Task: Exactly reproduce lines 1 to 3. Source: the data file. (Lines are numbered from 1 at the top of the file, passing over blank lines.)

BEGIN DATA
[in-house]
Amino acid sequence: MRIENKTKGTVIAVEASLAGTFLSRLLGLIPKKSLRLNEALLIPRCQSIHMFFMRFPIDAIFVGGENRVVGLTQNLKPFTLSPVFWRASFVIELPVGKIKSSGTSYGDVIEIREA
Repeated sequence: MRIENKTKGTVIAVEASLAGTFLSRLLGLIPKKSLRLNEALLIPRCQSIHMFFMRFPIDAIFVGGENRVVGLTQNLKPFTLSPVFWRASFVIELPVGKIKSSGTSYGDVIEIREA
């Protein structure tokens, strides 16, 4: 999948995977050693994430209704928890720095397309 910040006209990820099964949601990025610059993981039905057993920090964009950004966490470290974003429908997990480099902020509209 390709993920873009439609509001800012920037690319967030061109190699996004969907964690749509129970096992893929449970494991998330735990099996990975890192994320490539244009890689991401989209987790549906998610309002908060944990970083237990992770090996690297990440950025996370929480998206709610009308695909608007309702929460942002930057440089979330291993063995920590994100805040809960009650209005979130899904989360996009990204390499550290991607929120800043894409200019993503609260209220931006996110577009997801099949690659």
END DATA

[in-house]
Amino acid sequence: MRIENKTKGTVIAVEASLAGTFLSRLLGLIPKKSLRLNEALLIPRCQSIHMFFMRFPIDAIFVGGENRVVGLTQNLKPFTLSPVFWRASFVIELPVGKIKSSGTSYGDVIEIREA
Repeated sequence: MRIENKTKGTVIAVEASLAGTFLSRLLGLIPKKSLRLNEALLIPRCQSIHMFFMRFPIDAIFVGGENRVVGLTQNLKPFTLSPVFWRASFVIELPVGKIKSSGTSYGDVIEIREA